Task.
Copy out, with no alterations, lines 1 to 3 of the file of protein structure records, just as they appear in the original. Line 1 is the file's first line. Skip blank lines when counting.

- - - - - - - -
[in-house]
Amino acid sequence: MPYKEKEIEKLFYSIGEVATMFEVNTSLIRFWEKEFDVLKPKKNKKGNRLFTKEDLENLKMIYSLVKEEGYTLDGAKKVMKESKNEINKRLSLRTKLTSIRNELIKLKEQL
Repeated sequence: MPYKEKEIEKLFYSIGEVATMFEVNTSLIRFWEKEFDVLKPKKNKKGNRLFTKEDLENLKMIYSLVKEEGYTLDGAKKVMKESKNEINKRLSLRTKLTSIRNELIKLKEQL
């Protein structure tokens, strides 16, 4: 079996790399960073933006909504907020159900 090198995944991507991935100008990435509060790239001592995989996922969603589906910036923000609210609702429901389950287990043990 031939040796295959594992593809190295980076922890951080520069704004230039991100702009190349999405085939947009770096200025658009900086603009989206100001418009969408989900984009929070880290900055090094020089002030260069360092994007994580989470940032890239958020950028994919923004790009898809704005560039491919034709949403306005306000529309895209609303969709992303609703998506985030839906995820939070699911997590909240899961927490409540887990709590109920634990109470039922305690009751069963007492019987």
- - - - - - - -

[in-house]
Amino acid sequence: MPYKEKEIEKLFYSIGEVATMFEVNTSLIRFWEKEFDVLKPKKNKKGNRLFTKEDLENLKMIYSLVKEEGYTLDGAKKVMKESKNEINKRLSLRTKLTSIRNELIKLKEQL
Repeated sequence: MPYKEKEIEKLFYSIGEVATMFEVNTSLIRFWEKEFDVLKPKKNKKGNRLFTKEDLENLKMIYSLVKEEGYTLDGAKKVMKESKNEINKRLSLRTKLTSIRNELIKLKEQL